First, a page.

We drove through the rain, slowly, back to the comfort of Lindsay’s parents’ house, where I pulled myself together and prepared for a morning flight. At 7:30 Monday morning, however, the bleating of my alarm clock was silenced by the announcement that the 9:18 flight had been canceled. I called, rebooked us onto a 1:10 flight, and in the interest of saving poor Lindsay from having to drive us back and forth from the airport one more time, called on the way out the door to check on that flight’s departure time. As scheduled, I was assured.
Not exactly. We leaped out of the car, said our good-byes and sprinted to the gate, ready for a scolding from the desk agent for our tardiness. Instead, we found doleful-looking passengers sprawled out on the airport floor, resting against their bags, reading paperbacks. The flight was delayed. And, as the afternoon wore on, delayed again, and again. Finally, after herding us on to the plane and then herding us back off, USAirways canceled the flight altogether. Why? Weather problems in New York. (When we called friends back home, they sounded surprised. What weather? It’s a bit cloudy, they told us, but should that really be a problem?) "Weather," of course, is airline-ese for "we don’t really have a reasonable explanation for why we’re canceling your flight, but we’re going to tell you it’s weather because then we aren’t responsible for feeding or housing you while you wait for us to get our act together."
Joining the line at the ticket counter, we figured we’d just take the 4:50 flight. Nope. Canceled. How about an evening flight? Nothing available. How about another airline? A Continental flight was scheduled to take off for Newark in a few hours but they weren’t taking on any new passengers it turns out they were mulling a cancelation as well. Now we were in trouble. I was missing work, Ed was missing his first day back at medical school. And we were trapped in Richmond, with diminishing hopes of escape.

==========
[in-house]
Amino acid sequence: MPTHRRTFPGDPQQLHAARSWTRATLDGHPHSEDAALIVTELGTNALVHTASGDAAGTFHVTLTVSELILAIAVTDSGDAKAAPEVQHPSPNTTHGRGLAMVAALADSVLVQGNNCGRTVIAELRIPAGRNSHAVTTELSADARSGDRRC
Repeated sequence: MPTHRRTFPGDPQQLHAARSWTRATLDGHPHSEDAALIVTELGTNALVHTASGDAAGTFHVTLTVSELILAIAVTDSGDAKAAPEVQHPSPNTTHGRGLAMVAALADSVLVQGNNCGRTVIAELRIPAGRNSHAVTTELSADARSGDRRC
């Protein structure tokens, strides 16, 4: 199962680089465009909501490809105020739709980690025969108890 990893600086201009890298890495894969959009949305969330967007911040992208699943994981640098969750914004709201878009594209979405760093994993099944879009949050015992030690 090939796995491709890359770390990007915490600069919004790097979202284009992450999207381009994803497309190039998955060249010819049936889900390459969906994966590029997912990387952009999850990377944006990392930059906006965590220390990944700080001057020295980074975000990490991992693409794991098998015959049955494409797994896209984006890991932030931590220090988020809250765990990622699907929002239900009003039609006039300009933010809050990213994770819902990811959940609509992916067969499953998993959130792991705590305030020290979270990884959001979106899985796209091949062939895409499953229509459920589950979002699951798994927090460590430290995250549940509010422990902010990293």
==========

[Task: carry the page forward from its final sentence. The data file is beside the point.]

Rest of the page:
I dragged my bags over to another, less mobbed ticket counter, tried to look as pathetic as possible, and asked the agent what I could possibly do about lodging for the evening. After a few false starts, he kindly arranged for a hotel room. I figured at this point we were stuck until the morning flights began, and I wasn’t at all interested in spending the night on the airport floor. Slumped against the wall, hotel voucher in hand, we contemplated our options. We could stay overnight and try to make the earliest morning flight, assuming it wouldn’t also be canceled. We could try to get a little bit closer to New York and then re-evaluate our situation. Or we could just chuck our lives back in Manhattan and start fresh in Richmond.
We went with the second choice, talking our way onto a flight to Philadelphia, figuring once we were north of Washington, D.C., we could just take a train back to the city. This flight actually took off and I have to say that desperation to reach one’s destination may be the only truly successful cure for flying phobias. I was so ready to get the heck out of Richmond that I didn’t even think about what might happen to the plane. And as it turned out, nothing happened, although we did have to circle for 20 minutes over the Philadelphia airport as we waited for clearance. But hey, what’s another 20 minutes?
We landed safely, hustled off the plane, and headed for the train station next to the airport. Clambering onto the train 30 minutes later, we were told we’d bought the wrong ticket for our route and would now have to spend twice as much to replace it. We shrugged and handed over the money. Three hours later, we pulled into Penn Station, thought about kissing the floor, thought better of it, and headed uptown. In the cab, I made a mental note to send USAirways a bill for the train trip.
The cab pulled up at our building and we looked at each other in disbelief. We were finally home. And now that I think about it, it definitely would have been faster to walk.